Taking effect on March 1, China’s newly-amended securities law marks an important step in the country’s efforts to further liberalize its capital markets and protect investors.
Liu Yuzhen, finance professor with Peking University’s Guanghua School of Management, describes the registration-based IPO regime as a key change in the new law that will significantly alter the roles of securities regulators and various exchanges，and enhanced disclosure requirements and penalties effectively increase the costs of wrongdoings.
Under China’s previous IPO system, new shares are subject to approval from the China Securities Regulatory Commission ( CSRC ) before being listed. The revised law has changed the requirement of issuing new shares from "capable of continuous profitability" to "capable of continuous operation," authorized stock exchanges to review public offering applications.
According to Liu, it will be easier for medium- and small-sized businesses to finance directly, and their listing will squeeze the liquidity of small cap stocks, some of which were overvalued in the past.
The revision also sets a general framework to encourage small and individual investors to take the initiative in class action lawsuits and introduces compensation in civil litigations in a bid to strengthen their protection.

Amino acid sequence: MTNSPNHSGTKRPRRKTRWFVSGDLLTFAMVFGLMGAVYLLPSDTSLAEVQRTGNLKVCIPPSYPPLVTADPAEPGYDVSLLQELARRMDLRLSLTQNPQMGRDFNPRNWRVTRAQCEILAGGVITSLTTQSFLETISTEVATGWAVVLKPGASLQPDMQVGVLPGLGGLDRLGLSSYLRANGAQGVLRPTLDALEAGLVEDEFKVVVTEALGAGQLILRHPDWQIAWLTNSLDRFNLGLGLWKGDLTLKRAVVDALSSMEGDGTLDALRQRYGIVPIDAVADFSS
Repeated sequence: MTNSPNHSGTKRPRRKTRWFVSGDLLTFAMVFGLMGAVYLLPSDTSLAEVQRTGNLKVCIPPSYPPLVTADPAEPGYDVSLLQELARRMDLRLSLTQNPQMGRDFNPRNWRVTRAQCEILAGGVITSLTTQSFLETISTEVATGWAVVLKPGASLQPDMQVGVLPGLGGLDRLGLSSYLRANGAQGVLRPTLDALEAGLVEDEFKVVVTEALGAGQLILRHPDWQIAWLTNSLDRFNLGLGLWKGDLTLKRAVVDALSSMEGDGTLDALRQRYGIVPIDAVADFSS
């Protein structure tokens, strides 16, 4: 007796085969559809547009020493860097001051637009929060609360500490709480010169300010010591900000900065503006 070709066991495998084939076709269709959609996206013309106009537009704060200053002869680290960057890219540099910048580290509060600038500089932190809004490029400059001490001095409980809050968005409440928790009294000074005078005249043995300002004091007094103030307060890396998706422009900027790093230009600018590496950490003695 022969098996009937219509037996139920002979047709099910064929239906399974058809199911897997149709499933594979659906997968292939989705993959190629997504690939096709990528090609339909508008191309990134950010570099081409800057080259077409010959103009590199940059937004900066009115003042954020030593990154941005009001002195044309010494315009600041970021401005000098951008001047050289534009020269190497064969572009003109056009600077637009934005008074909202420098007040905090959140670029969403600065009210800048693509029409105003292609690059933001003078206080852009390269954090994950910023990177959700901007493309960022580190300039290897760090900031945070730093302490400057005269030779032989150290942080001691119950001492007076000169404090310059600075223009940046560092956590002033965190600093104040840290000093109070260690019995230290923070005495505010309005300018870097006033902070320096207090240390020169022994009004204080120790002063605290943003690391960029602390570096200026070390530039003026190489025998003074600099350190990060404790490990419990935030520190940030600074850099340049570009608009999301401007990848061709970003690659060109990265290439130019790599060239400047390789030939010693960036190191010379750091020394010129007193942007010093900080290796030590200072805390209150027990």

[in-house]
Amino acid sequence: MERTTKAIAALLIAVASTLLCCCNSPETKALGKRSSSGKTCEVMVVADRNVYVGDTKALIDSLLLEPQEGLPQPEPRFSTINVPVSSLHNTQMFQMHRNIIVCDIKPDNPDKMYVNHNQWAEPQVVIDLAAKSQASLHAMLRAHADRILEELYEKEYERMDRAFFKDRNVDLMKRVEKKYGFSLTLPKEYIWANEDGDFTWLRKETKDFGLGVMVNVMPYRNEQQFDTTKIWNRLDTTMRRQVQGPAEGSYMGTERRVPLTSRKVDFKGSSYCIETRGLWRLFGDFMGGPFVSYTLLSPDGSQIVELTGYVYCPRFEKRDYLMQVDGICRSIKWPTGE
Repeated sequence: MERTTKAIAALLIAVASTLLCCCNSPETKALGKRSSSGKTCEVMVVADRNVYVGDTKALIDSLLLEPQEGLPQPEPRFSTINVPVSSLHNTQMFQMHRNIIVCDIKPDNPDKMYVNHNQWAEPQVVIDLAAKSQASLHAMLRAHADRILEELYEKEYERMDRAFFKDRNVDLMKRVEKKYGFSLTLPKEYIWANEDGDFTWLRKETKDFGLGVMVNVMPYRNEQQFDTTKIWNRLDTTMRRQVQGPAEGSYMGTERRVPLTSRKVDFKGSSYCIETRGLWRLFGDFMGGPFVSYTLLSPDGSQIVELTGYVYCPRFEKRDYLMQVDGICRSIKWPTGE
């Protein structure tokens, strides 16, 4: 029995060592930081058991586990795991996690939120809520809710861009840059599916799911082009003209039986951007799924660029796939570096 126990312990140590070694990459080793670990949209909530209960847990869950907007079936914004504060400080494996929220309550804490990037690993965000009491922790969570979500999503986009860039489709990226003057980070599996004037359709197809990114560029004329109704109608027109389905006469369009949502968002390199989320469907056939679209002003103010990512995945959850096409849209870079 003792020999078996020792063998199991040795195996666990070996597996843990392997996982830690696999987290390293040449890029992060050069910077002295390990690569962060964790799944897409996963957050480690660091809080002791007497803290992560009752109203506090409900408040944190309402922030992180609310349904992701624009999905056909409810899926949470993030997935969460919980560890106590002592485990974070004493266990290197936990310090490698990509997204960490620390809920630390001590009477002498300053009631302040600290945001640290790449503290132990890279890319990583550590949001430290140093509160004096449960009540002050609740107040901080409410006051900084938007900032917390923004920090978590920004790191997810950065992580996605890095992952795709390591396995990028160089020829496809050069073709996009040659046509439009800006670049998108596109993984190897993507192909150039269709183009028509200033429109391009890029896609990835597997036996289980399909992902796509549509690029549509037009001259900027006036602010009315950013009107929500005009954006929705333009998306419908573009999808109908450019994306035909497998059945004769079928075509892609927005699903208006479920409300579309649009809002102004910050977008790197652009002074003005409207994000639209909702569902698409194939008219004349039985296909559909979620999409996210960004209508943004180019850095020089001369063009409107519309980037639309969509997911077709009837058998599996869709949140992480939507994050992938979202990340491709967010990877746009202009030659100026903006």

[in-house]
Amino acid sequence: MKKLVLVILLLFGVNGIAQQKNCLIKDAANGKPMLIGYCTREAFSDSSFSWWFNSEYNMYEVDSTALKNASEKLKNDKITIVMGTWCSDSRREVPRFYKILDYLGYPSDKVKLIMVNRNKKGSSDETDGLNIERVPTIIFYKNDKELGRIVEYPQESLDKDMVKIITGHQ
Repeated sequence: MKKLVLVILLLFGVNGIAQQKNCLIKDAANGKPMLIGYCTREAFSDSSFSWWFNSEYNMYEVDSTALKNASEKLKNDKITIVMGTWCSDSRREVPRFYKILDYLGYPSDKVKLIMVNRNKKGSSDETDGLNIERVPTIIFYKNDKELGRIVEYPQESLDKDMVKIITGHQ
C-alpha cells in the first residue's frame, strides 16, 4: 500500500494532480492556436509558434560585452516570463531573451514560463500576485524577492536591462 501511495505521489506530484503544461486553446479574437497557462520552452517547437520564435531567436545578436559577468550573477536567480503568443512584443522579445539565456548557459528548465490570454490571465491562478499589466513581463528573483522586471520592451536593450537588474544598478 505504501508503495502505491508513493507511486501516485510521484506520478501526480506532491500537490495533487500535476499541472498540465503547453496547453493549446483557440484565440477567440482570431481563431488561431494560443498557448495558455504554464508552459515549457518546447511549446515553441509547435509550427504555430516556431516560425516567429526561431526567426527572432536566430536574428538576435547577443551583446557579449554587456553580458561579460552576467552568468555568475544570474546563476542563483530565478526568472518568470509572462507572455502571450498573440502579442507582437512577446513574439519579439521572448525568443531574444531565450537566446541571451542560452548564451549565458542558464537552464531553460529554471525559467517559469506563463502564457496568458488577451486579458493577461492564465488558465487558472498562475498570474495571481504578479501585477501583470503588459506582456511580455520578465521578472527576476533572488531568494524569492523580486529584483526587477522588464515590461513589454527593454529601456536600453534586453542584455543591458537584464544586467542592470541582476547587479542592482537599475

It also sets down stricter rules for delisting as a company doing so will potentially harm the benefits of investors, especially small and individual ones.
“In addition to laws and regulations, we should also enhance education of investors so that they have more financial knowledge and know how to be reasonable and responsible in their investments.” Liu said.
Liu’s research reveals that small and individual investors are prone to a string of problematic acts, including excessive trading, inadequate portfolio diversity, speculation and bad timing.
“These issues mean that our education efforts should especially target A-share investors in a precise and comprehensive manner in order to rectify their wrongful acts, reduce potential losses and enhance their confidence in the capital market,” Liu said, adding that such education will also play a role in regulating market order and boost the capital market’s long-term development.
Meanwhile, Liu calls for the country’s asset management providers to offer more guidance for investors instead of simply focusing on their own sale figures, including mapping out customized online education plans or face-to-face consultation sessions for clients that take into account their different behaviors, stages of life, asset volumes and financial knowledge.
According to Liu, an evaluation mechanism should be set up to scientifically and systematically track and gauge how effective investor education so that improvements are possible.